Haynes, a worldwide publisher of automotive manuals, has published a manual for the USS Enterprise of Star Trek fame, which is already available in the US and UK. Haynes' Australian operation is soon to release it in Australia.
Yesterday, News Limited's online news.com.au, reported that
The 160-page guide covers the entire range of USS Enterprise models, from Captain Jonathan Archer's original NX-01 from the most recent TV series through to the NCC-1701 under the control of Captain Kirk and her replacement, the NNC-1701-E.The online article attracted a number of comments including criticisms of incorrect information.
Today, news.com.au published a correction titled We're sorry for claiming Captain Kirk was in command of Captain Picard's starship, which began with
* There were many USS EnterprisesThe correction then apologised "unreservedly for the error", linking back to the "original, poorly researched article", which then later included a disclaimer apologising for "any errors in this apology".
* Kirk didn't captain them all
* Patrick Stewart is handsome
YESTERDAY, a news.com.au article incorrectly stated that the Star Trek starship USS Enterprise-E, otherwise known as model NNC-1701-E, was the successor to Captain Kirk's original USS Enterprise.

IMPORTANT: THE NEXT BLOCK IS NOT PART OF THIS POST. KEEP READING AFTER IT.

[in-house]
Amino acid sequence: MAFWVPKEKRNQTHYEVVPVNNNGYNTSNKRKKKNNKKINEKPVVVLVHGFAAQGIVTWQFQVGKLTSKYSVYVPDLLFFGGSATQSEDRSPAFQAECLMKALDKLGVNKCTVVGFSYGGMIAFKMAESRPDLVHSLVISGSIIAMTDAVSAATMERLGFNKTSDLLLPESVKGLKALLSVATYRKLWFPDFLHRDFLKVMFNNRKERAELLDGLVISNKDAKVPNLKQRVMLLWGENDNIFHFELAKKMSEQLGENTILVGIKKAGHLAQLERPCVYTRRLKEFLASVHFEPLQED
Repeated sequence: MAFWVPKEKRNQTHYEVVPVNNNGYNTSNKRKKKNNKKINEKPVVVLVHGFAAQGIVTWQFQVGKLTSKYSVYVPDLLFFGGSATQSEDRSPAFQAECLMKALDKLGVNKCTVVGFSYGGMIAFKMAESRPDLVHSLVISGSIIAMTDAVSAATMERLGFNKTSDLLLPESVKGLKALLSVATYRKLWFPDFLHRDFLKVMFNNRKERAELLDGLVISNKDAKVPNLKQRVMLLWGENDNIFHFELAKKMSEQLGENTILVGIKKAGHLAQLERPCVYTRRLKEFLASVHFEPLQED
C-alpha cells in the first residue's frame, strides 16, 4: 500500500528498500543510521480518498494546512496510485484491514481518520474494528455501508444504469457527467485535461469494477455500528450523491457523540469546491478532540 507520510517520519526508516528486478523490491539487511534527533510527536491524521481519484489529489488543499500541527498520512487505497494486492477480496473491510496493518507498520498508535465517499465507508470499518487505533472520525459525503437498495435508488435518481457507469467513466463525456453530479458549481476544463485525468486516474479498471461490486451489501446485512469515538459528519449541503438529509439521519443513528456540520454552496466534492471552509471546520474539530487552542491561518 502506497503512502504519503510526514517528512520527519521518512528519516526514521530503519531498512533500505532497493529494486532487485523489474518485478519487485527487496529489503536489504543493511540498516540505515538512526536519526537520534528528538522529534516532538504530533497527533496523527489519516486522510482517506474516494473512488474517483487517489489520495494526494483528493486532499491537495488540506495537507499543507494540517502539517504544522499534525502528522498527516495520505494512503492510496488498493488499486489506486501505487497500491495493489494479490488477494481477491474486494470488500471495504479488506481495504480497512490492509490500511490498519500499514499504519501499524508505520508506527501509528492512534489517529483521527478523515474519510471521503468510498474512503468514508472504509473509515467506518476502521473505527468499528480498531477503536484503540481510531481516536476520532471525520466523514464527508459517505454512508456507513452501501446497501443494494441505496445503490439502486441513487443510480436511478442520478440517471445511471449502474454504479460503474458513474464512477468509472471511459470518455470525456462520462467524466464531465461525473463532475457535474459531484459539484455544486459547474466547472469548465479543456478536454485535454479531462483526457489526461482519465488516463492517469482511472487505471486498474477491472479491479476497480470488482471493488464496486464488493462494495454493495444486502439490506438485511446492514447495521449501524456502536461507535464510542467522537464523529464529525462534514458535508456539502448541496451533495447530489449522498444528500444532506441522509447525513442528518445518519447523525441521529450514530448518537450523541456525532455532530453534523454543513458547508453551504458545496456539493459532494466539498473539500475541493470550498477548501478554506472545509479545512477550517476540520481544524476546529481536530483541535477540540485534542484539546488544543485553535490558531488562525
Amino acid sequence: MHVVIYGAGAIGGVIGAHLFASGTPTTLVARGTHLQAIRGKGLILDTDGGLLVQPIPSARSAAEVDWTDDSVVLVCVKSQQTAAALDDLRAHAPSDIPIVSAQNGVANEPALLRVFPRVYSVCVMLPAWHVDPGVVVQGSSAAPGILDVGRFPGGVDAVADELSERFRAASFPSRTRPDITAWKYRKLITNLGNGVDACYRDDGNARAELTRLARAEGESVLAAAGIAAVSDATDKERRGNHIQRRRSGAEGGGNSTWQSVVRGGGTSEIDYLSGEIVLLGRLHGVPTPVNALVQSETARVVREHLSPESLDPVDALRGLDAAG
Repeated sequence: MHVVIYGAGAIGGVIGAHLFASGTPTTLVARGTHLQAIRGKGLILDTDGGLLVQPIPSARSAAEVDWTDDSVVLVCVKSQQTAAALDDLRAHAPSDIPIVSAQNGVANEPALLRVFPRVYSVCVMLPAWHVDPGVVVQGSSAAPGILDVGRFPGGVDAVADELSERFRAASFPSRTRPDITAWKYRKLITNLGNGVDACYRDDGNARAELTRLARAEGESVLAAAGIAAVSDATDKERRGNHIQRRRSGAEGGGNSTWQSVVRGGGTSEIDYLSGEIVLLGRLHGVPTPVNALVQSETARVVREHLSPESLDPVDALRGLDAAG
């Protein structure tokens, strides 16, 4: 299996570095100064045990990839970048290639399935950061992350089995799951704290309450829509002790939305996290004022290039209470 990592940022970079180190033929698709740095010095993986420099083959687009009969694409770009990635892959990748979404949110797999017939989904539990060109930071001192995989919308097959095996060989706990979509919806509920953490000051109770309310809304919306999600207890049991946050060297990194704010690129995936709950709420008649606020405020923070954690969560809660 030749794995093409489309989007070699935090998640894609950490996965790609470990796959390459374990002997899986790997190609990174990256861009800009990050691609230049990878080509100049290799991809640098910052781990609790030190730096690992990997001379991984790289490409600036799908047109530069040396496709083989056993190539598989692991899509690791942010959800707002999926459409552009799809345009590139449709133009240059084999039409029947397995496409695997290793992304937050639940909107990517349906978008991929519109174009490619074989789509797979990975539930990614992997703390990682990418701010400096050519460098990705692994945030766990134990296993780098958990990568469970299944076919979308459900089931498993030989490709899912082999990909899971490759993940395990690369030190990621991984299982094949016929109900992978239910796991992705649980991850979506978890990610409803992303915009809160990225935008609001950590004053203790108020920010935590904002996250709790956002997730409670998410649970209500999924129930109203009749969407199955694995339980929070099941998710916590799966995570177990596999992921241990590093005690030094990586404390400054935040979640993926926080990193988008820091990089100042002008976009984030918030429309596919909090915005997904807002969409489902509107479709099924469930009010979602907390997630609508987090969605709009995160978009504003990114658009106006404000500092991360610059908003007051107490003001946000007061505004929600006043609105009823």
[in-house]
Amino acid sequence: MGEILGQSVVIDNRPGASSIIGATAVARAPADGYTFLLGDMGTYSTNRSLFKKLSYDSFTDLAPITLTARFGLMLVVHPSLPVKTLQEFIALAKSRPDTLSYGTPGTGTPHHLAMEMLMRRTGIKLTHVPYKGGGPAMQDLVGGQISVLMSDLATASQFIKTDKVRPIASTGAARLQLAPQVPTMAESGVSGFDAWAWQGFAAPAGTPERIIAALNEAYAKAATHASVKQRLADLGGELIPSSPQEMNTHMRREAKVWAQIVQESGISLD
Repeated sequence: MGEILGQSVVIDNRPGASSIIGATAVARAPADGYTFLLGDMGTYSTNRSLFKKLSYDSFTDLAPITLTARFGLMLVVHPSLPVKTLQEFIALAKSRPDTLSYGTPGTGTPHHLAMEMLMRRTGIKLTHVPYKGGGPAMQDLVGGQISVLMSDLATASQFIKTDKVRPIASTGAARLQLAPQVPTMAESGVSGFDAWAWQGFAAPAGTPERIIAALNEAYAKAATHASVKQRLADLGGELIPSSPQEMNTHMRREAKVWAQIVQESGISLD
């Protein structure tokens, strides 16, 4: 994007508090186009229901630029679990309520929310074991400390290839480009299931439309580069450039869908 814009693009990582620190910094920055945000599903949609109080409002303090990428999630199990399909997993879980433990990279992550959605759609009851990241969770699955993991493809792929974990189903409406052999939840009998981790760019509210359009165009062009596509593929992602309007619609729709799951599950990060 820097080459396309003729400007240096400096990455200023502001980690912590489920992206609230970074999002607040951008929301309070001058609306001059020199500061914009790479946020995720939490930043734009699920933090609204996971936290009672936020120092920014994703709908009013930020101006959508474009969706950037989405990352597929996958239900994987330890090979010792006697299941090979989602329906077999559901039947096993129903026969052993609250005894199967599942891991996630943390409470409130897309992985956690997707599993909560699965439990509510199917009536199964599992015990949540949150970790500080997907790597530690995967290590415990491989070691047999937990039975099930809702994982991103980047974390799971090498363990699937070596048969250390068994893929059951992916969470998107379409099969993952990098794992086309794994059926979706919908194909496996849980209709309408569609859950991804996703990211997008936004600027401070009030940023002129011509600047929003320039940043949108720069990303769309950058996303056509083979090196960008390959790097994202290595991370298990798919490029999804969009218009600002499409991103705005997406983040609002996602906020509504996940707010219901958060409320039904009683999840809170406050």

It has since been brought to our attention that the NNC-1701-E in fact came two models after Captain Kirk retired and was under the command of Captain Jean Luc Picard.
Unfortunately, there was not only a typo in the original article, but in the apology - as NNC should actually read NCC. The attracted an even greater number of comments pointing not only this out, but a number of other errors.
However, it might have been intentional - to go along with the photo of Picard's hand gesture and a fake poll on "What's the coolest starship class?".
I can't wait to check out the manual when it is eventually on sale in Australia. As for another apology and correction, I won't hold my breath.
Any media outlet reporting on Star Trek matters should know by now that they should be meticulous with the (fictional) facts as geekdom criticism knows no bounds.